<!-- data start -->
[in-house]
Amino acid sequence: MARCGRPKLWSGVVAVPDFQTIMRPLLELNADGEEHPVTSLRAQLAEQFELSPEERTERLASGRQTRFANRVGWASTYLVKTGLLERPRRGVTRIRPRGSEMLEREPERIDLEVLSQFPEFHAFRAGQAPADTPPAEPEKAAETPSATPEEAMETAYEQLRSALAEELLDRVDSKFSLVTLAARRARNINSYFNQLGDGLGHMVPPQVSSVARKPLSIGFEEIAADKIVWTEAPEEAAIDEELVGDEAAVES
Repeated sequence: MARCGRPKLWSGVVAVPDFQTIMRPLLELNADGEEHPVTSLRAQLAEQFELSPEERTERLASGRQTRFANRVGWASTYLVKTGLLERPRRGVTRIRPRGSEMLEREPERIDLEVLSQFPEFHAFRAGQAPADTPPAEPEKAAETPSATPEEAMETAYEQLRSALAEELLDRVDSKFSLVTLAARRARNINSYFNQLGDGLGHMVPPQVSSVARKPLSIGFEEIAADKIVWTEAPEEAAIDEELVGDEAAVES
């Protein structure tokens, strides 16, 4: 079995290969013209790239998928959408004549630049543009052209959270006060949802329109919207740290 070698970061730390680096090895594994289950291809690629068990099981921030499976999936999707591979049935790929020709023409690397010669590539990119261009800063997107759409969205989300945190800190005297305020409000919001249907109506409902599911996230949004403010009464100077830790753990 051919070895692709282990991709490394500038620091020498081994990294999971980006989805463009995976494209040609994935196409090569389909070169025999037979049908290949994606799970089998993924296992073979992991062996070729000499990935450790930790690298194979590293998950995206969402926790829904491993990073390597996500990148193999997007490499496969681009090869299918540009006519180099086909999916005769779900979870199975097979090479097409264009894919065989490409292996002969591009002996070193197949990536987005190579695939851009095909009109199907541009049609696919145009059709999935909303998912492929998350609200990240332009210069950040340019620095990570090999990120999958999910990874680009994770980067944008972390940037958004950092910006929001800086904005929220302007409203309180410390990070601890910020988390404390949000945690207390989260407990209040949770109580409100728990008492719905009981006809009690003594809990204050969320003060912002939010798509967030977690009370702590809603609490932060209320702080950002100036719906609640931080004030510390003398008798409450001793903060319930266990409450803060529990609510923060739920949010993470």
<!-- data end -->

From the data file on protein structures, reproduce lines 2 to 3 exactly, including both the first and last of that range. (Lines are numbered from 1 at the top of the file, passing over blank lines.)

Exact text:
Amino acid sequence: MARCGRPKLWSGVVAVPDFQTIMRPLLELNADGEEHPVTSLRAQLAEQFELSPEERTERLASGRQTRFANRVGWASTYLVKTGLLERPRRGVTRIRPRGSEMLEREPERIDLEVLSQFPEFHAFRAGQAPADTPPAEPEKAAETPSATPEEAMETAYEQLRSALAEELLDRVDSKFSLVTLAARRARNINSYFNQLGDGLGHMVPPQVSSVARKPLSIGFEEIAADKIVWTEAPEEAAIDEELVGDEAAVES
Repeated sequence: MARCGRPKLWSGVVAVPDFQTIMRPLLELNADGEEHPVTSLRAQLAEQFELSPEERTERLASGRQTRFANRVGWASTYLVKTGLLERPRRGVTRIRPRGSEMLEREPERIDLEVLSQFPEFHAFRAGQAPADTPPAEPEKAAETPSATPEEAMETAYEQLRSALAEELLDRVDSKFSLVTLAARRARNINSYFNQLGDGLGHMVPPQVSSVARKPLSIGFEEIAADKIVWTEAPEEAAIDEELVGDEAAVES